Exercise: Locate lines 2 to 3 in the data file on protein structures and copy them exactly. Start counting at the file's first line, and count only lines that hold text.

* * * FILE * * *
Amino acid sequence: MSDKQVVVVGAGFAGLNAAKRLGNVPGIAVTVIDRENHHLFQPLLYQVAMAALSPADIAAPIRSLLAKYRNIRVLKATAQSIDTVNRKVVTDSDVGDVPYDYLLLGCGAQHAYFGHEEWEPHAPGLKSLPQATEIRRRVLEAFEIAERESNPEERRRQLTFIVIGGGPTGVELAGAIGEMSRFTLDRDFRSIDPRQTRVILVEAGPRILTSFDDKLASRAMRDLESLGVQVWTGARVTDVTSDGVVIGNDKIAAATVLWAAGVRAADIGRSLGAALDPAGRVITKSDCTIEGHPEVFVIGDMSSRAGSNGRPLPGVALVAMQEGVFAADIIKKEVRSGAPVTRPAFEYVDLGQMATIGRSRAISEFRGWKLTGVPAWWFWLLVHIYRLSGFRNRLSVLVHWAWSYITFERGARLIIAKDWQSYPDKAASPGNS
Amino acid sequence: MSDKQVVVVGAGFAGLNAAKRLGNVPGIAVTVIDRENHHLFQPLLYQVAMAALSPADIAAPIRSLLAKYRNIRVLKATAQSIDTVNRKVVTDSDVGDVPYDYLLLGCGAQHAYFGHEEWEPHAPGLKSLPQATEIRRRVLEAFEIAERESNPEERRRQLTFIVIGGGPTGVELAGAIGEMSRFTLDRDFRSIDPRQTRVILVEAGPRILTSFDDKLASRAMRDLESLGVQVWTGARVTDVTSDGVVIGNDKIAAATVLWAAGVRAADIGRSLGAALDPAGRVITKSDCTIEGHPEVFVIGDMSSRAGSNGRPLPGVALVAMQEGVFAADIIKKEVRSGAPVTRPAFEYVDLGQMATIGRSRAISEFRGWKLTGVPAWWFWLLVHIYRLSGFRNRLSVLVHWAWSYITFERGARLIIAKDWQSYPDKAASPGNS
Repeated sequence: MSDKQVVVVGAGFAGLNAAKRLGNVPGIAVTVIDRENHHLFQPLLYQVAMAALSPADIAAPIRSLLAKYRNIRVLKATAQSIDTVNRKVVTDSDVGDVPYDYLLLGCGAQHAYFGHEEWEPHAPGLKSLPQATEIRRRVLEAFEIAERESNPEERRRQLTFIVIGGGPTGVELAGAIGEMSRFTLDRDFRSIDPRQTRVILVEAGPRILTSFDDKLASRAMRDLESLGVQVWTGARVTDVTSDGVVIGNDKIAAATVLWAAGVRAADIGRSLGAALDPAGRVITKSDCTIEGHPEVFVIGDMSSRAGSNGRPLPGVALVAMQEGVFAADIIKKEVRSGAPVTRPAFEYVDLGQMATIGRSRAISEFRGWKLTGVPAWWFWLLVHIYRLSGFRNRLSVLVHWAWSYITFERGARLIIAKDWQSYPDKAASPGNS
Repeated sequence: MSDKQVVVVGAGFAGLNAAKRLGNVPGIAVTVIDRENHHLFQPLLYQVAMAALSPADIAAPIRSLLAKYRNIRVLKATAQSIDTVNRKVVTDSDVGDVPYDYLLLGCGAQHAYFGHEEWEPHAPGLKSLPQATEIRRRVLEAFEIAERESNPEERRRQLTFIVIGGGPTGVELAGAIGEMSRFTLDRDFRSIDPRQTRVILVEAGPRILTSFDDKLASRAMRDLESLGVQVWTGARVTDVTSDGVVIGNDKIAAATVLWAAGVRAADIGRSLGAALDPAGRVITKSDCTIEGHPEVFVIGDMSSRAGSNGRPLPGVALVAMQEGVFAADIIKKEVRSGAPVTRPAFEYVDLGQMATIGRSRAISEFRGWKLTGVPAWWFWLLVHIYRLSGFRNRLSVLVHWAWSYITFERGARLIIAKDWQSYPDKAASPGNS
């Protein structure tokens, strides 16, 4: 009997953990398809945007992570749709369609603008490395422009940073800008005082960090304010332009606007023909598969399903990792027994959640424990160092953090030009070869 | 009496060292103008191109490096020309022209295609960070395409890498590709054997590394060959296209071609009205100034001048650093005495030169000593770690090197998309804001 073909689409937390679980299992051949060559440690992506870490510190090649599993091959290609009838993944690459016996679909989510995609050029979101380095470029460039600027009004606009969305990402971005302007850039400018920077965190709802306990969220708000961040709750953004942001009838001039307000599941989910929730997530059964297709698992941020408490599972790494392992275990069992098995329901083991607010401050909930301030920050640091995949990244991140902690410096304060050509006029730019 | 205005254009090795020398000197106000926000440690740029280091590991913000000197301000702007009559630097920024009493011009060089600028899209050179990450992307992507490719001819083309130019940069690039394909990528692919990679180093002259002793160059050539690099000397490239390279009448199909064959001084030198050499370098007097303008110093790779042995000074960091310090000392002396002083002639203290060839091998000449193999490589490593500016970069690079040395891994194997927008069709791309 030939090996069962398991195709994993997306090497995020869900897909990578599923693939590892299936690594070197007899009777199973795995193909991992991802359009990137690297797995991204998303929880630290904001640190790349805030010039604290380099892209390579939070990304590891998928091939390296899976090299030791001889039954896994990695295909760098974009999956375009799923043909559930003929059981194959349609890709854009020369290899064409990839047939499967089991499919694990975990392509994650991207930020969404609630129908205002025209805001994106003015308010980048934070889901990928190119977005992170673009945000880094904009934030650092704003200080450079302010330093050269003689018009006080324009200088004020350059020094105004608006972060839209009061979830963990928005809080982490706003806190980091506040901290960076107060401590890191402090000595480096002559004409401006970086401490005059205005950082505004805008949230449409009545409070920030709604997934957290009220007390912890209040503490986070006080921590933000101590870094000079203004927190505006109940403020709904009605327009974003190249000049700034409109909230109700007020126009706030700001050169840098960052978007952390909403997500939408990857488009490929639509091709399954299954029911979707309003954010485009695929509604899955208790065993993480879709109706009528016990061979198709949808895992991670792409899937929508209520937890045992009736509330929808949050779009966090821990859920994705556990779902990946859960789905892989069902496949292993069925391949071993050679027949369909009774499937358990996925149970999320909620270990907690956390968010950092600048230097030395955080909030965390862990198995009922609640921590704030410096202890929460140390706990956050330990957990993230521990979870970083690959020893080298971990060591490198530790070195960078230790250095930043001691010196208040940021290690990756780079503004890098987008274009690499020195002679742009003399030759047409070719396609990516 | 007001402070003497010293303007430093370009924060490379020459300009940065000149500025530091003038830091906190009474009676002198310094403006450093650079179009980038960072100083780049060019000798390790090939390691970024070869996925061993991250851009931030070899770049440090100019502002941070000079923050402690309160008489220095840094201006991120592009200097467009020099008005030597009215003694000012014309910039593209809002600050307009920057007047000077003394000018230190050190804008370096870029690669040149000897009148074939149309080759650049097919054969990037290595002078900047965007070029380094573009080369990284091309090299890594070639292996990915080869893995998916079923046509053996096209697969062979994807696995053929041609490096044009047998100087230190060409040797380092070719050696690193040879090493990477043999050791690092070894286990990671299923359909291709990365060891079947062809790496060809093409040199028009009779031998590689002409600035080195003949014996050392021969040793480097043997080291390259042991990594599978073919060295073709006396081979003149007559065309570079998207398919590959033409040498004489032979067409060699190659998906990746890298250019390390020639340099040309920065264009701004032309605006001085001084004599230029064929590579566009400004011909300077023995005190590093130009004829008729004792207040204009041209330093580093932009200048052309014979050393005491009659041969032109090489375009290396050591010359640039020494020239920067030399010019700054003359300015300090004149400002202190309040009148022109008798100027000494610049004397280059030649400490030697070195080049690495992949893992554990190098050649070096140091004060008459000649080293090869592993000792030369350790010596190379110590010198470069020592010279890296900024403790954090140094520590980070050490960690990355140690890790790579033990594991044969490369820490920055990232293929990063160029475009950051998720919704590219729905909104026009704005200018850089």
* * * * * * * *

Amino acid sequence: MSDKQVVVVGAGFAGLNAAKRLGNVPGIAVTVIDRENHHLFQPLLYQVAMAALSPADIAAPIRSLLAKYRNIRVLKATAQSIDTVNRKVVTDSDVGDVPYDYLLLGCGAQHAYFGHEEWEPHAPGLKSLPQATEIRRRVLEAFEIAERESNPEERRRQLTFIVIGGGPTGVELAGAIGEMSRFTLDRDFRSIDPRQTRVILVEAGPRILTSFDDKLASRAMRDLESLGVQVWTGARVTDVTSDGVVIGNDKIAAATVLWAAGVRAADIGRSLGAALDPAGRVITKSDCTIEGHPEVFVIGDMSSRAGSNGRPLPGVALVAMQEGVFAADIIKKEVRSGAPVTRPAFEYVDLGQMATIGRSRAISEFRGWKLTGVPAWWFWLLVHIYRLSGFRNRLSVLVHWAWSYITFERGARLIIAKDWQSYPDKAASPGNS
Repeated sequence: MSDKQVVVVGAGFAGLNAAKRLGNVPGIAVTVIDRENHHLFQPLLYQVAMAALSPADIAAPIRSLLAKYRNIRVLKATAQSIDTVNRKVVTDSDVGDVPYDYLLLGCGAQHAYFGHEEWEPHAPGLKSLPQATEIRRRVLEAFEIAERESNPEERRRQLTFIVIGGGPTGVELAGAIGEMSRFTLDRDFRSIDPRQTRVILVEAGPRILTSFDDKLASRAMRDLESLGVQVWTGARVTDVTSDGVVIGNDKIAAATVLWAAGVRAADIGRSLGAALDPAGRVITKSDCTIEGHPEVFVIGDMSSRAGSNGRPLPGVALVAMQEGVFAADIIKKEVRSGAPVTRPAFEYVDLGQMATIGRSRAISEFRGWKLTGVPAWWFWLLVHIYRLSGFRNRLSVLVHWAWSYITFERGARLIIAKDWQSYPDKAASPGNS